A Dallas public school "crossed the line" in trying to appeal to parents of white students, including the Parent Teacher Association president's idea to limit the number of Hispanics pictured in a brochure, attorneys argued Wednesday in a racial segregation lawsuit.
Latino parents at mostly Hispanic Preston Hollow Elementary School filed a federal lawsuit against principal Teresa Parker and the Dallas Independent School District in April. The suit alleges that Hispanic and black students were kept in English as a Second Language classes even when they tested out and that multiage courses with almost all white students were created.
"The defendants have crossed the line in this case with their attempts to segregate white children into separate classes, with their attempts to attract white students and ultimately with their attempts to halt white flight in violation of the law," David Hinojosa, a lawyer with the Mexican American Legal Defense and Education Fund, said in opening arguments before a federal judge.
Parent Ana Gonzalez testified that her 6-year-old daughter received the highest score on the district's English proficiency test but was placed in an ESL kindergarten class that was almost all black and Latino.
Her daughter had no Anglo friends, felt different, and when Gonzalez asked the principal why she was in that class, she said she was told children were placed according to their national origin.
She said other parents had similar experiences.
"We were very upset and indignant, but we could see that our children's education was not being valued equally," she said through a translator.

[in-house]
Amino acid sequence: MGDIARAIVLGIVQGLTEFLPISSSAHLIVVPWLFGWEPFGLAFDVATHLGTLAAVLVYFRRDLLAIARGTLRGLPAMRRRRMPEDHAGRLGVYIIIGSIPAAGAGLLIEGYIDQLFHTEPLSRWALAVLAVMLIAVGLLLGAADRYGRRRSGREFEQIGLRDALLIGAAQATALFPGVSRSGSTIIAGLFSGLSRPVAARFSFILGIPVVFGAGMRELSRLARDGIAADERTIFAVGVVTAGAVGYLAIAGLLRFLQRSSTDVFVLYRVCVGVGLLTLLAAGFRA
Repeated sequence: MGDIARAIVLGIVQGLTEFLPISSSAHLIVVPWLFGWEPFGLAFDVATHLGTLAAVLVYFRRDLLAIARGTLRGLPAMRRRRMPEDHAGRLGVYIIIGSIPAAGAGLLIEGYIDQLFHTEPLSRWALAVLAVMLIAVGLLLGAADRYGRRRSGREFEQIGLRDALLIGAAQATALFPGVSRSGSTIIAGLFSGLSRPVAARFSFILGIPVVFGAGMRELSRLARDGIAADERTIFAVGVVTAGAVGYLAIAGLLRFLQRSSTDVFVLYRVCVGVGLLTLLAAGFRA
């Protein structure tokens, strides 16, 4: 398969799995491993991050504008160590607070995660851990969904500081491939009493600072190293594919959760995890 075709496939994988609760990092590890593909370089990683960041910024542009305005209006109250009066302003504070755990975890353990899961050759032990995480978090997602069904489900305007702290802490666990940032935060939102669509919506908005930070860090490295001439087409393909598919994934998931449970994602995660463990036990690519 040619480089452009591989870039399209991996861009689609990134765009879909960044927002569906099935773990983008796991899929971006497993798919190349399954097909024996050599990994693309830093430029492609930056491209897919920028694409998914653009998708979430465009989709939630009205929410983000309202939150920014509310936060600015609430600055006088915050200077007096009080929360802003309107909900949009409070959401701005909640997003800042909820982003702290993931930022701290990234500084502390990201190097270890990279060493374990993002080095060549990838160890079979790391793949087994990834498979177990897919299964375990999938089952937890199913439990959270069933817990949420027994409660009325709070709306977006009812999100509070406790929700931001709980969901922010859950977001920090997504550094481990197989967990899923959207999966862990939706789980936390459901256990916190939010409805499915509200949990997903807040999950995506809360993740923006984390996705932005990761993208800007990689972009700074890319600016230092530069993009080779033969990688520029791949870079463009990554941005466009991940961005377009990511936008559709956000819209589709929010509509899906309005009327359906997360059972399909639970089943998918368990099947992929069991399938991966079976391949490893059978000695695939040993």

Marcos Ronquillo, an attorney for Parker and the district, said Superintendent Michael Hinojosa will be among many witnesses testifying to the district's commitment to equality in education and excellence.
"The majority of Latino students are in need of the English as a Second Language programs," Ronquillo told the judge. "They are receiving an equal education opportunity that is appropriate to the children's needs."
Attorneys for the plaintiffs opened their case by presenting an e-mail they said was sent by the school's PTA president. The e-mail said only a few Hispanic students would be selected to appear in a brochure intended for residents of Preston Hollow, one of the city's more affluent neighborhoods.
"The purpose of our brochure is to get more of our immediate neighborhood families that live in big expensive houses to reconsider those private tuitions and send their kids to us," the e-mail said, referring to students who attend private schools. "While our demographics lean much more Hispanic, we try not to focus on that in the brochure."
The school is about 66 percent Hispanic, 18 percent white and 14 percent black, Hinojosa said.